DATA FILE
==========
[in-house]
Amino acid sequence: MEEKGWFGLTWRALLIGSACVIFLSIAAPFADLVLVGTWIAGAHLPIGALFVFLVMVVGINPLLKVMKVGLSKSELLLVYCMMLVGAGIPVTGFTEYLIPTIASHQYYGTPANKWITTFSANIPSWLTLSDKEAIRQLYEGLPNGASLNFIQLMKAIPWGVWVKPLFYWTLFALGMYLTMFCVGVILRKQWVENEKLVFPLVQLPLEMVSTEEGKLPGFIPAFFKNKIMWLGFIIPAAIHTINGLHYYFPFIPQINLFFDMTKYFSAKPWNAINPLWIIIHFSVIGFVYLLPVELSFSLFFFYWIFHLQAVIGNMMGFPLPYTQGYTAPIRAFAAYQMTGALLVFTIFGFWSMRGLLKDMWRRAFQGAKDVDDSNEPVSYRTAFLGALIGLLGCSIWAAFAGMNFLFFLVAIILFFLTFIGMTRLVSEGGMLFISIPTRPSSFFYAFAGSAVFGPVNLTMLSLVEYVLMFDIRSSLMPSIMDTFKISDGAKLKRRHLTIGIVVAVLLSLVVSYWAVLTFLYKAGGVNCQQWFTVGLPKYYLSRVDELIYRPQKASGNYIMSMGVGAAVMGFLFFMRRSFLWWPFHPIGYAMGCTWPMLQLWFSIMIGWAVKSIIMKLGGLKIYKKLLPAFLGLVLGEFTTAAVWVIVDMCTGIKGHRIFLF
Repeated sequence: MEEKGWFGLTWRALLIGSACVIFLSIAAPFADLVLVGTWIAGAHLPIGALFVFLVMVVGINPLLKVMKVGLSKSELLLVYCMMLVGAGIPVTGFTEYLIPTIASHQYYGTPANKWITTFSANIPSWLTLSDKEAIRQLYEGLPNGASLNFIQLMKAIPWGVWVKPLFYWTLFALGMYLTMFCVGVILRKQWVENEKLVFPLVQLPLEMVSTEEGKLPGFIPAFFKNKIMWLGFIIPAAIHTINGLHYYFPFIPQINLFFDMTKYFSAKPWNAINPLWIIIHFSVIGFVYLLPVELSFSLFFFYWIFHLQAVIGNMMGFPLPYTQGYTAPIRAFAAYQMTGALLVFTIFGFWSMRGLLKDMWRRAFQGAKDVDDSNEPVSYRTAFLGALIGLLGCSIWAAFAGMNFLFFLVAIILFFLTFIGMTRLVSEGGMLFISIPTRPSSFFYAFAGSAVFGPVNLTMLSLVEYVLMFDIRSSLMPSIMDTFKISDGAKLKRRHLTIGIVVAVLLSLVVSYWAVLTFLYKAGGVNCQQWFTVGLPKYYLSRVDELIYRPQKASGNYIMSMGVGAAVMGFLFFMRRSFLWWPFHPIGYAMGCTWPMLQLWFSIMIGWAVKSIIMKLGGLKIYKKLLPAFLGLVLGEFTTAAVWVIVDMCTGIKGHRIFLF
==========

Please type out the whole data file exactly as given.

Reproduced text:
[in-house]
Amino acid sequence: MEEKGWFGLTWRALLIGSACVIFLSIAAPFADLVLVGTWIAGAHLPIGALFVFLVMVVGINPLLKVMKVGLSKSELLLVYCMMLVGAGIPVTGFTEYLIPTIASHQYYGTPANKWITTFSANIPSWLTLSDKEAIRQLYEGLPNGASLNFIQLMKAIPWGVWVKPLFYWTLFALGMYLTMFCVGVILRKQWVENEKLVFPLVQLPLEMVSTEEGKLPGFIPAFFKNKIMWLGFIIPAAIHTINGLHYYFPFIPQINLFFDMTKYFSAKPWNAINPLWIIIHFSVIGFVYLLPVELSFSLFFFYWIFHLQAVIGNMMGFPLPYTQGYTAPIRAFAAYQMTGALLVFTIFGFWSMRGLLKDMWRRAFQGAKDVDDSNEPVSYRTAFLGALIGLLGCSIWAAFAGMNFLFFLVAIILFFLTFIGMTRLVSEGGMLFISIPTRPSSFFYAFAGSAVFGPVNLTMLSLVEYVLMFDIRSSLMPSIMDTFKISDGAKLKRRHLTIGIVVAVLLSLVVSYWAVLTFLYKAGGVNCQQWFTVGLPKYYLSRVDELIYRPQKASGNYIMSMGVGAAVMGFLFFMRRSFLWWPFHPIGYAMGCTWPMLQLWFSIMIGWAVKSIIMKLGGLKIYKKLLPAFLGLVLGEFTTAAVWVIVDMCTGIKGHRIFLF
Repeated sequence: MEEKGWFGLTWRALLIGSACVIFLSIAAPFADLVLVGTWIAGAHLPIGALFVFLVMVVGINPLLKVMKVGLSKSELLLVYCMMLVGAGIPVTGFTEYLIPTIASHQYYGTPANKWITTFSANIPSWLTLSDKEAIRQLYEGLPNGASLNFIQLMKAIPWGVWVKPLFYWTLFALGMYLTMFCVGVILRKQWVENEKLVFPLVQLPLEMVSTEEGKLPGFIPAFFKNKIMWLGFIIPAAIHTINGLHYYFPFIPQINLFFDMTKYFSAKPWNAINPLWIIIHFSVIGFVYLLPVELSFSLFFFYWIFHLQAVIGNMMGFPLPYTQGYTAPIRAFAAYQMTGALLVFTIFGFWSMRGLLKDMWRRAFQGAKDVDDSNEPVSYRTAFLGALIGLLGCSIWAAFAGMNFLFFLVAIILFFLTFIGMTRLVSEGGMLFISIPTRPSSFFYAFAGSAVFGPVNLTMLSLVEYVLMFDIRSSLMPSIMDTFKISDGAKLKRRHLTIGIVVAVLLSLVVSYWAVLTFLYKAGGVNCQQWFTVGLPKYYLSRVDELIYRPQKASGNYIMSMGVGAAVMGFLFFMRRSFLWWPFHPIGYAMGCTWPMLQLWFSIMIGWAVKSIIMKLGGLKIYKKLLPAFLGLVLGEFTTAAVWVIVDMCTGIKGHRIFLF